Our Perspective

      • Road to Rio: Greening Human Development | Olav Kjørven

        22 Mar 2012

        In Istanbul this morning I had the pleasure of moderating a panel at our Global Human Development Forum on Sustainability and Equity, co-hosted with the Government of Turkey. This conversation happened in the right place at the right time. Istanbul is the place where East meets West – Europe meets Asia - across the Bosphorus Strait. Istanbul as a city illustrates how two unique and distinct cultures can come together, live together and thrive, creating a new, vibrant community. That is what needs to happen now with the three strands of sustainable development. As the UN SG said in his message to the Istanbul conference this morning, leaders will find themselves at a crossroads in Rio. It is an appropriate metaphor. Many of us in the sustainable development business come from the environmental movement. We have deep passion and belief in the obligation of today’s generation to preserve species, protect ecosystems and tackle climate change. We will never apologize for that. But we know that green is not enough. Sustainable development requires something more. In 2011 and so far in 2012, we have heard clear warnings from Nature that humanity is arrogantly pushing her boundaries, just as we have heard societiesRead More

      • Road to Rio: Building a sustainable future we all want | Rebeca Grynspan

        22 Mar 2012

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        Sustainability needs to bring to the environmental dimension the economic and social objectives for green, inclusive and resilient growth. Development must be people-centered, promoting rights, opportunities, choices, and dignity. Photo: UNDP

        We have advanced in our understanding that development is not only about economic growth. Sustainability needs to bring to the environmental dimension the economic and social objectives for green, inclusive and resilient growth. Development must be people-centered, promoting rights, opportunities, choices, and dignity.  We need to empower women, youth and communities. Both the Report of the Global Sustainability Panel and the 2011 Human Development Report , and the United Nations Secretary-General  make a strong case for better integrating the economic, social, and environmental dimensions for sustainable development. 20 years ago in Rio these same three pillars where clearly stated as well. So the question is: What should be the priorities in Rio+20 to advance progress in sustainable development?  1 The dialogue needs to be inclusive - the environmental community, the social community, the private sector and other partners should be involved actively. 2 The integration of the environmental, social and economic pillars while engaging diverse actors - from energy companies to community groups - should be visibly included in the action plan. The Secretary General's initiative on Sustainable Energy for All is a good and important example for this. 3 To tackle complex and interrelated global challenges, countries need fair, effectiveRead More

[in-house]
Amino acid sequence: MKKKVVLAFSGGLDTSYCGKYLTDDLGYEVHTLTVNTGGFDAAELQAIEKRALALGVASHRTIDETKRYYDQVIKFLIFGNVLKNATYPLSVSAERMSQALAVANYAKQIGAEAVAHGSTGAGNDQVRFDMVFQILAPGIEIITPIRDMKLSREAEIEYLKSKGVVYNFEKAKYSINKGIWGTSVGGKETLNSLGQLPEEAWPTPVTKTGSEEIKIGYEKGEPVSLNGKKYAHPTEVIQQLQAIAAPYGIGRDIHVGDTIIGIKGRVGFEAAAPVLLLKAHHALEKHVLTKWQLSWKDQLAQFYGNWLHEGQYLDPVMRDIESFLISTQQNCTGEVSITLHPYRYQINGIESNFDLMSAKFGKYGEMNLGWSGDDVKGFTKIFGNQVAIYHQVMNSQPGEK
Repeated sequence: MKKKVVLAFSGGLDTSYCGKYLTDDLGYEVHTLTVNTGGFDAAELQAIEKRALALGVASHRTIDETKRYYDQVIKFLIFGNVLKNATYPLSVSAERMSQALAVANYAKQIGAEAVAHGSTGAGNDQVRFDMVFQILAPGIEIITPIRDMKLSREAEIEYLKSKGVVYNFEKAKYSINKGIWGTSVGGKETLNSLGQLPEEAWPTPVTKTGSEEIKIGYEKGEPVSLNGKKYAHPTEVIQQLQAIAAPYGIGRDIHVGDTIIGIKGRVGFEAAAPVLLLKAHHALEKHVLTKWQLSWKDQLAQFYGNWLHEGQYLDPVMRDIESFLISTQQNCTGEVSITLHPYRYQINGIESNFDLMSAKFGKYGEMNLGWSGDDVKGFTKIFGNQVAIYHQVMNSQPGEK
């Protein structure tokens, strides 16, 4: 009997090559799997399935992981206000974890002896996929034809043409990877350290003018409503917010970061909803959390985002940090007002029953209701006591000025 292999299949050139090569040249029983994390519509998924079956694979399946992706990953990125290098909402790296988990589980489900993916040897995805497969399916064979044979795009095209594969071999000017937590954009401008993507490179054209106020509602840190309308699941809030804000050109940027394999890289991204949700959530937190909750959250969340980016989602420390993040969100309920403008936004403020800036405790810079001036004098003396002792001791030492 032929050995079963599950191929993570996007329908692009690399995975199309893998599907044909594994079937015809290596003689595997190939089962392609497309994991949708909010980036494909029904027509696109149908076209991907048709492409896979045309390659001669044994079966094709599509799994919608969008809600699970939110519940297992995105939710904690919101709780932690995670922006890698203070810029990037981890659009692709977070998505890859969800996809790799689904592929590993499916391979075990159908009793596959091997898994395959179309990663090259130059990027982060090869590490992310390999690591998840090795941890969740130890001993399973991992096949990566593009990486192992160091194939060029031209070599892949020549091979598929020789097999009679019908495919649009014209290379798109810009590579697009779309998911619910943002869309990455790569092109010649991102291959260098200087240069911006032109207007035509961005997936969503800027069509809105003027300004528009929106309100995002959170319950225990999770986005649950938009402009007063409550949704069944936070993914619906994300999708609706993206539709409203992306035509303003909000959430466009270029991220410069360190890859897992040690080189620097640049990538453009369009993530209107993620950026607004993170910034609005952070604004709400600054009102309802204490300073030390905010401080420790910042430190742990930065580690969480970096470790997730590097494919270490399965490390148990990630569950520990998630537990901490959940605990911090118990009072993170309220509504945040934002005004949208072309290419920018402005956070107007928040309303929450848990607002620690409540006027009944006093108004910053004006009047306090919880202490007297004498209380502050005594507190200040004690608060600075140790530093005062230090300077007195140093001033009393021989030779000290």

• How to address surging violence in the Caribbean | Heraldo Muñoz

        20 Mar 2012

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        Twelve of the 20 most violent countries in the world are in Latin America and the Caribbean, which is home to 8.5 percent of the world’s population but accounts for 27 percent of all homicides. Photo: UNDP

        Twelve of the 20 most violent countries in the world are in Latin America and the Caribbean, which is home to 8.5 percent of the world’s population but accounts for 27 percent of all homicides. The consequences are devastating, as UNDP’s first Caribbean Human Development Report and an earlier report on human development in Central America show. The report Human Development and the Shift to Better Citizen Security showed that homicide rates have increased substantially in the last 12 years across the Caribbean —with the exception of Barbados and Suriname— while falling or leveling off elsewhere. The study covering Antigua & Barbuda, Barbados, Guyana, Jamaica, Saint Lucia, Suriname, and Trinidad & Tobago showed that a great deal of the violence stems from the transnational organized crime which has been active in the Caribbean. While murders in Jamaica dropped after the report’s completion to 1,124 in 2011, a seven-year low, the country has the highest murder rate in the Caribbean and the third-highest worldwide, only surpassed by El Salvador and Honduras. Lives are lost and damaged. Productivity, social capital—and the trust of citizens in their national institutions—are also hindered. Crime deters investment, diverts youths from jobs to jail, and absorbs funding thatRead More

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